Monday, January 17, 2011

A Community of Learners

What a joy it was to join everyone at the January Institute last week. The opening plenary session with Joye Hardiman and Greg Hinckley was inspiring. Focused on the latest research and practice in learning communities, we experienced two incredible teachers (she from Evergreen State and he from Seattle Central Community College) talking about incredible teaching in an energetic and engaging manner.

The Learning Community is an instructional strategy that has been around for more than thirty years and has recently emerged as an active academic initiative at MVCC that I'd like to see made into a priority. Research has demonstrated increased student learning and success rates among students who participate in Learning Communities compared to those who do not. Perhaps the biggest take away from their presentation, for me, was that the Learning Community (LC) definition has evolved from “model-based” to “assignment-based."

When I worked with Learning Communities in Denver and Omaha, there were eight different models emphasized nationally. The definition has evolved, with research over the years, to emphasize the conditions necessary for deep learning to occur through the power of community. As our speakers said, “at the heart of all learning communities is an intentionally designed integrated assignment.” The other interesting shift that’s occurred is that LCs have moved from being primarily identified by faculty interest (e.g. two faculty get together and identify some curriculum they have in common, etc.) to include curricular trouble spots (e.g. students struggling with the developmental math, etc.) – powerful stuff.

The change in conditions necessary for deep learning is powerful information as well. By this point in the presentation, my mind was racing and I couldn’t write fast enough to capture the multiple applications flooding my head (Ah, the joy of learning)! As I wrote, I thought about how these conditions not only apply to the student experience, but also to our work with each other, as members of the MVCC family. Read these four primary conditions with that in mind – applying to students and applying to the entirety of MVCC.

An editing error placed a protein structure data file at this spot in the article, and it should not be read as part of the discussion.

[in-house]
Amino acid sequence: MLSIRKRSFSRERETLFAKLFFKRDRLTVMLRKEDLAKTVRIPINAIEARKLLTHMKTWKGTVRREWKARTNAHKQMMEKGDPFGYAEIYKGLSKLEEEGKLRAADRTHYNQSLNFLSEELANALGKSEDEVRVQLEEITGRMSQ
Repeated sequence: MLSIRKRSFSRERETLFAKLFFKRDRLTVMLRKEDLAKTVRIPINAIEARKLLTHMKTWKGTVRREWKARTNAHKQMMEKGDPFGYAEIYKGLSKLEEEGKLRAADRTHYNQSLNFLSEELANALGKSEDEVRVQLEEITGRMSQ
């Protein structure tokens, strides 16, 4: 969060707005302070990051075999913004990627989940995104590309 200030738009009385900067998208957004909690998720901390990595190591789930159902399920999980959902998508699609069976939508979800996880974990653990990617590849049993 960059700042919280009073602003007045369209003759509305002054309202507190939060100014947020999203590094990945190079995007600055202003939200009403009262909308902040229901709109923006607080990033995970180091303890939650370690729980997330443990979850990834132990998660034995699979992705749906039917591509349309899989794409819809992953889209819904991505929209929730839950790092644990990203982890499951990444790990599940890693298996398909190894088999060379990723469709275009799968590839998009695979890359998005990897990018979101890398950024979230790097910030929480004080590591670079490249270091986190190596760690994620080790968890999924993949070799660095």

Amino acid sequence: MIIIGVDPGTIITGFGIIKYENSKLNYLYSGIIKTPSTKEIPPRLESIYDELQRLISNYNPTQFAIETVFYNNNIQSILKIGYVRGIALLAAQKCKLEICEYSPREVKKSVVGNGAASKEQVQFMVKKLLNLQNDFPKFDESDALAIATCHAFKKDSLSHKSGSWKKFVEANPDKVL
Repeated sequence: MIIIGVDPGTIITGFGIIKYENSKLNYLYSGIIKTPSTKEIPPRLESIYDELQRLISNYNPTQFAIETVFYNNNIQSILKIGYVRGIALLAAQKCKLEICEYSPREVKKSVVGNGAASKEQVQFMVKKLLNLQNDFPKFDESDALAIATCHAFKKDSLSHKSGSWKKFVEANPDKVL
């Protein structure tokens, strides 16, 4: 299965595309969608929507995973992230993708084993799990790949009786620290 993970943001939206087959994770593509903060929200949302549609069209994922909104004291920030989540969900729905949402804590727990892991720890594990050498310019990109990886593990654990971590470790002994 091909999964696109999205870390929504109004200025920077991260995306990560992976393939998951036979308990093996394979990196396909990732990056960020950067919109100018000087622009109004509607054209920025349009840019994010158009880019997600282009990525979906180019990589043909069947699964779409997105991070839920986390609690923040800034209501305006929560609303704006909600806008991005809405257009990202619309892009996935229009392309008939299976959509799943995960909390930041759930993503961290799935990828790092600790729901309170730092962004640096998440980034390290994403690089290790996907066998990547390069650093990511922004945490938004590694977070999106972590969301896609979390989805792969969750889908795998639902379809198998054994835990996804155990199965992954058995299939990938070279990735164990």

Active, collaborative strategies – people working together rather than working in isolation.
Fluid teacher-student roles – everyone learning from each other.
Integrated services and programs – everyone working in the same direction, toward the same goals; with the other vs. against.
High expectations and high levels of encouragement and support – that’s what makes community colleges special! We should not be that school where it is said, "Look to your left and right. One or two of you will certainly fail." If anyone at MVCC is thinking or, worse, is practicing that "philosophy", they have it wrong. Adapting the Learning Community approach to our work, MVCC should say, "Look to your left and your right…we’re all in this together and it's our commitment to you that everyone will get all the support we can muster to give each of you every opportunity to succeed!"

Even the LC's five secondary conditions can help us carry out our mission better:
Intentional strategies – assignments are coordinated in an intentional manner. I don’t know if our speakers said it or I heard something that sparked it, but I wrote down the phrase, “a framework for brainwork” – I like that.
Naming – understanding how and why things are named, and the notion that knowledge is not neutral.
Accountability – contracts and covenants created to clarify expectations among/between parties (students & faculty; students & students; students & staff; faculty & staff; faculty & faculty; staff & staff, etc.).
Testimonies – appreciative inquiry used to emphasize the power of autobiographical sketch and reflection on “lessons learned and wisdom earned” from the peaks and valleys of life.
Reframing – the importance of process and learning to interact with and expand knowledge.
Creating and sharing – channeling our collective creativity to solve problems, rather than maintaining a status quo (it works in the classroom and committees alike!)

Learning in Community creates a collective energy and understanding that surpasses individual growth. Imagine these basic principles expanding to improve student learning while, at the same time, improving our organizational ability to meet our mission of "promoting student success and community involvement through a commitment to excellence and a spirit of service" – the power of learning together as the magnetic core that binds us.

If you have any thoughts or comments on this post, please contact me at presblog@mvcc.edu.